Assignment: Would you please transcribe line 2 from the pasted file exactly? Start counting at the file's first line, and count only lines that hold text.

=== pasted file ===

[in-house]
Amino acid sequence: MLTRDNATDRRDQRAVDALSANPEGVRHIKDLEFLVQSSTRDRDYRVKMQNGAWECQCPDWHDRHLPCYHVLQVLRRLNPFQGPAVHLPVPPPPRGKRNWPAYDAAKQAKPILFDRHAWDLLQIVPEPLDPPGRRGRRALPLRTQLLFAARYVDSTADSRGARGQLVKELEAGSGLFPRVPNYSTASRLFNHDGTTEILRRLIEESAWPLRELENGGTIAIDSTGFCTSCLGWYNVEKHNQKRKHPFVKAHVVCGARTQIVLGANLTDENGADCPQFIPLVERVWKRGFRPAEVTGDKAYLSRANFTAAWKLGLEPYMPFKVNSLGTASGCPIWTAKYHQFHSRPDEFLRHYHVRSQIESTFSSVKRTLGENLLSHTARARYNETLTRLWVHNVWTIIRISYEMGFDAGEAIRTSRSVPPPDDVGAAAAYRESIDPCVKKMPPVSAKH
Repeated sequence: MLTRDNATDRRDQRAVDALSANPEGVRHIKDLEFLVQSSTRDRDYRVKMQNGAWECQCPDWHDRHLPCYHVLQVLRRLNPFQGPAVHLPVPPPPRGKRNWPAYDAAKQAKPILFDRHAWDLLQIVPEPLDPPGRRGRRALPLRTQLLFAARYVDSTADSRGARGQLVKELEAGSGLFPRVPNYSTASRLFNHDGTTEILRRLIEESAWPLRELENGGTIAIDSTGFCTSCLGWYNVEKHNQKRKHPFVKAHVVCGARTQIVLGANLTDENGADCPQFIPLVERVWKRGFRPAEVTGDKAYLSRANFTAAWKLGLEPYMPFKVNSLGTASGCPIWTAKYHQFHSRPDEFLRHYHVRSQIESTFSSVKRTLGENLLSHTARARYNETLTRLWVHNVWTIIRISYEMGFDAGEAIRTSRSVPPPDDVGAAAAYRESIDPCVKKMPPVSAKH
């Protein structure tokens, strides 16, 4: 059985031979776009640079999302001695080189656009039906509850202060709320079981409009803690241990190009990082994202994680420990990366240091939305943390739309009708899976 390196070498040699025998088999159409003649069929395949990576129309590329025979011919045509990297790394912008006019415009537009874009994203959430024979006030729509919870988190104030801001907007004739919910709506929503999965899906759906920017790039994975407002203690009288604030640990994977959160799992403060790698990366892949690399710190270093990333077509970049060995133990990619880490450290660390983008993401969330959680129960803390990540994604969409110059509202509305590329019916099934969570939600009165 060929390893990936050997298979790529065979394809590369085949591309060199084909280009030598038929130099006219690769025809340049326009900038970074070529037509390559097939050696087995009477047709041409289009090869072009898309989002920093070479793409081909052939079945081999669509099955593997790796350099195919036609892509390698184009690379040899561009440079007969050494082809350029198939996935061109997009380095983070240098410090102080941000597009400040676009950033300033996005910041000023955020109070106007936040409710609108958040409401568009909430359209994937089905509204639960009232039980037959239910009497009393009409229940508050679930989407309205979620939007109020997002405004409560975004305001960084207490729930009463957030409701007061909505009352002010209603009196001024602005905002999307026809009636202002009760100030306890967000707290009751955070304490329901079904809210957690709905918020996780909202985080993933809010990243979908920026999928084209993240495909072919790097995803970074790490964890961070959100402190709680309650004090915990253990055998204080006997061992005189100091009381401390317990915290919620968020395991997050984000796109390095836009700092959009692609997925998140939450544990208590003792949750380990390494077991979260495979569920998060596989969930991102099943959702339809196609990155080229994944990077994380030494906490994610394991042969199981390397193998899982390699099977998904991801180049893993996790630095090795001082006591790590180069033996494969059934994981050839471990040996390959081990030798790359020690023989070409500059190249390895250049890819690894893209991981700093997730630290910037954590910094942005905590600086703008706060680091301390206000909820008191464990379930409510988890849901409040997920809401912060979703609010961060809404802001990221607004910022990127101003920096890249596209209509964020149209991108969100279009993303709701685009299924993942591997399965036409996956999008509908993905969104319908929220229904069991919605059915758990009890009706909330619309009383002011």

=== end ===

Amino acid sequence: MLTRDNATDRRDQRAVDALSANPEGVRHIKDLEFLVQSSTRDRDYRVKMQNGAWECQCPDWHDRHLPCYHVLQVLRRLNPFQGPAVHLPVPPPPRGKRNWPAYDAAKQAKPILFDRHAWDLLQIVPEPLDPPGRRGRRALPLRTQLLFAARYVDSTADSRGARGQLVKELEAGSGLFPRVPNYSTASRLFNHDGTTEILRRLIEESAWPLRELENGGTIAIDSTGFCTSCLGWYNVEKHNQKRKHPFVKAHVVCGARTQIVLGANLTDENGADCPQFIPLVERVWKRGFRPAEVTGDKAYLSRANFTAAWKLGLEPYMPFKVNSLGTASGCPIWTAKYHQFHSRPDEFLRHYHVRSQIESTFSSVKRTLGENLLSHTARARYNETLTRLWVHNVWTIIRISYEMGFDAGEAIRTSRSVPPPDDVGAAAAYRESIDPCVKKMPPVSAKH